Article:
4) Young boys from the town of Wadi Fukin jump into an irrigation pool to cool off on June 2, 2011. Farmers in Wadi Fukin use the pools to store water from the natural springs that flow into the valley [Jakob Schiller]


    5) Maher Sukkar harvests turnips from his land in Wadi Fukin on December 29, 2009 [Jakob Schiller]


    6) Since it is difficult for farmers to sell goods in the market, most of the food grown in Wadi Fukin is eaten by the community. Some of the crops include wheat, cabbage, turnips and chili peppers [Jakob Schiller]


    7) Ibrahim Manasra tends to one of his sheep while they graze above his house in Wadi Fukin on January 1, 2010. Manasra is part of the first generation in Wadi Fukin who can no longer make a living from the land. At one point he was forced to drive a cement truck in the Beitar Illit settlement to support his family [Jakob Schiller]


    8) Two young men from the town of Wadi Fukin sneak through a fence on their way to work illegally in the Beitar Illit settlement on December 29, 2009. The Israeli occupation prevents residents in Wadi Fukin from earning their traditional living in agriculture, so most of the young men now make their living by working construction in nearby settlements or in Israel. "At the end of the day, people need money and a source of income for their families - and the only available source of income to be seen for Wadi Fukin, and maybe many communities around it, is work inside the settlements themselves; building these same settlements that suffocate them," said Suhail Khalilieh, who monitors settlements for the Applied Research Institute - Jerusalem, a Palestinian think tank [Jakob Schiller]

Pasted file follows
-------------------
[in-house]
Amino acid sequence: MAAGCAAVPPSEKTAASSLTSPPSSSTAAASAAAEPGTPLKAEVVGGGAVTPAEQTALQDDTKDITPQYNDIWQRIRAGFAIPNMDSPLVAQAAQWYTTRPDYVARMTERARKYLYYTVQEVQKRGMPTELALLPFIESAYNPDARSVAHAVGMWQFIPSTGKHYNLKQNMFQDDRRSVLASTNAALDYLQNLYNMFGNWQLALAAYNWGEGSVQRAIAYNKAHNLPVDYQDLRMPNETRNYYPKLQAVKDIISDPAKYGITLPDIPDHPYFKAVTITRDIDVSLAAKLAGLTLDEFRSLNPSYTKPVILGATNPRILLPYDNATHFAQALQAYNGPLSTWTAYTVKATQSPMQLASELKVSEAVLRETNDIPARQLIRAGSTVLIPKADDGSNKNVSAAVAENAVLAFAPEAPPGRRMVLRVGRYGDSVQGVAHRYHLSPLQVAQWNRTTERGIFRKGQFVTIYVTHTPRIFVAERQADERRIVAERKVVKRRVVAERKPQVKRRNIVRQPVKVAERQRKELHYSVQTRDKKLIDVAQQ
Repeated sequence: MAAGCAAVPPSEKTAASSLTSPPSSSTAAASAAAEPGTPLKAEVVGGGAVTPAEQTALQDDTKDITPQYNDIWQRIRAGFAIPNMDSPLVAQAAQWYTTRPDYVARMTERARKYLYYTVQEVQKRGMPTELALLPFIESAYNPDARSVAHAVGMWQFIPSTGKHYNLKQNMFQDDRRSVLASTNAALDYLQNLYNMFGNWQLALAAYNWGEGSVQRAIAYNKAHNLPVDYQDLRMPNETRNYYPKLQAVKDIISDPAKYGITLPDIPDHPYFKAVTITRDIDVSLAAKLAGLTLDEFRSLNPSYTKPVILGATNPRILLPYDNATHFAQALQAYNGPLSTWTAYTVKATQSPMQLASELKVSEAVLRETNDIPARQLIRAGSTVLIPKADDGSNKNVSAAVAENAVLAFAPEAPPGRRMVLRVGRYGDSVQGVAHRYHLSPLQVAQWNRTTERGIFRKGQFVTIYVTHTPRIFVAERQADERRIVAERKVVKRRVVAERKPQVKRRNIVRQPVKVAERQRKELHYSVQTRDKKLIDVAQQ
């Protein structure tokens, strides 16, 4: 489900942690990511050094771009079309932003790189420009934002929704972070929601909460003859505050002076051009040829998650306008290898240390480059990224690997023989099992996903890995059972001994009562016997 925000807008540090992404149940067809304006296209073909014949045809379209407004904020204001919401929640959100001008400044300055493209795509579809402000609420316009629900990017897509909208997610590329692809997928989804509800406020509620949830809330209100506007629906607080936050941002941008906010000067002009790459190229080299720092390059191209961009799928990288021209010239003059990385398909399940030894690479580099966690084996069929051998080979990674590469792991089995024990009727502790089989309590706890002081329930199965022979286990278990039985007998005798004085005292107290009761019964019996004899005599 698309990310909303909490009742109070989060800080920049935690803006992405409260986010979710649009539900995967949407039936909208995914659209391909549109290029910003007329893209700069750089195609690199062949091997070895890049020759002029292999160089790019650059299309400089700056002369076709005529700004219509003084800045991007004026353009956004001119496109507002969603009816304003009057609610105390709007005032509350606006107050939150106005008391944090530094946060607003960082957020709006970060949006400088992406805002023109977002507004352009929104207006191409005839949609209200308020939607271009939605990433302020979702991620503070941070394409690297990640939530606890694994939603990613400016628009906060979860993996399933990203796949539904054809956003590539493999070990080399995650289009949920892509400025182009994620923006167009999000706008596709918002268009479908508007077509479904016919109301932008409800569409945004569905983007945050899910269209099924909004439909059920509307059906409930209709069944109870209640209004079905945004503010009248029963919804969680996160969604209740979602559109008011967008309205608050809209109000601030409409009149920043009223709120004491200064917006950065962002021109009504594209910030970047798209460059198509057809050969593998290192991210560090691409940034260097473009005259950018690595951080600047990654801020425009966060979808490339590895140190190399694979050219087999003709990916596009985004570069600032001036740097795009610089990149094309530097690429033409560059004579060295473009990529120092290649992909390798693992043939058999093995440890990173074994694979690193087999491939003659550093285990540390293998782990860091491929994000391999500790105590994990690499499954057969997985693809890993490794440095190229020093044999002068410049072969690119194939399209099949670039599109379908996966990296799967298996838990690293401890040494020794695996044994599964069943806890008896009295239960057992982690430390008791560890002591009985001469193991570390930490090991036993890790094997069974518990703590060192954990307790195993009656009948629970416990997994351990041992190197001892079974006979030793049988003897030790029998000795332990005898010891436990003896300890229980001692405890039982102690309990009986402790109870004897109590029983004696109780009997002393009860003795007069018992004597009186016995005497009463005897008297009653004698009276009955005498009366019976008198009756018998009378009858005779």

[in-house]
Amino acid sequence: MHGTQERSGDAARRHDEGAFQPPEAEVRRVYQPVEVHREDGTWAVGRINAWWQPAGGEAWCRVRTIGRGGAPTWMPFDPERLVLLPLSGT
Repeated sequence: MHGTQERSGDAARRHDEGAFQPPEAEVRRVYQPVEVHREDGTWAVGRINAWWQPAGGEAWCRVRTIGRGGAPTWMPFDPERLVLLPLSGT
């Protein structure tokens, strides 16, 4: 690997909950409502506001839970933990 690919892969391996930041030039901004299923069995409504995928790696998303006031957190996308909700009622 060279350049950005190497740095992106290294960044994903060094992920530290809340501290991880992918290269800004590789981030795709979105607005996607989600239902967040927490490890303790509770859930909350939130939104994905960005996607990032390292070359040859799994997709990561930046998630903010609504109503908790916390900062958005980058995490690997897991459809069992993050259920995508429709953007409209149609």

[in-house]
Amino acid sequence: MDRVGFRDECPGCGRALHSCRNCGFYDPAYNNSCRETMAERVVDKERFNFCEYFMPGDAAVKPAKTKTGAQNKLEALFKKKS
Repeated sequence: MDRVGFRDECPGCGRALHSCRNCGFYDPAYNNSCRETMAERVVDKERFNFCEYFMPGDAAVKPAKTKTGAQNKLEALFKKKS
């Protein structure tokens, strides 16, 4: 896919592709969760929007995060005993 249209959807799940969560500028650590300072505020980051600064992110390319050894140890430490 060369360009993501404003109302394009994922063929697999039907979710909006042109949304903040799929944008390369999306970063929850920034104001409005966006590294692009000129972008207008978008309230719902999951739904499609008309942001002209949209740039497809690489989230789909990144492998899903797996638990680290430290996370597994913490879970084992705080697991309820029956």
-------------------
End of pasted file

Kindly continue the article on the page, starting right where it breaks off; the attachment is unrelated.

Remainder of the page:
9) Wael Manasra, 34, helps his four-year-old son, Adel, with his homework on January 1, 2010. Last year, Wael illegally snuck into Israel to work on a housing development. While he was there, he fell off a set of scaffolding and knocked out his front teeth. Bloody and in shock he had to spend the night hiding on a rooftop before he could sneak back into Palestine. Since his accident he has lost 30 pounds, because he can't eat solid foods. He's currently trying to save enough money for a set of dentures [Jakob Schiller]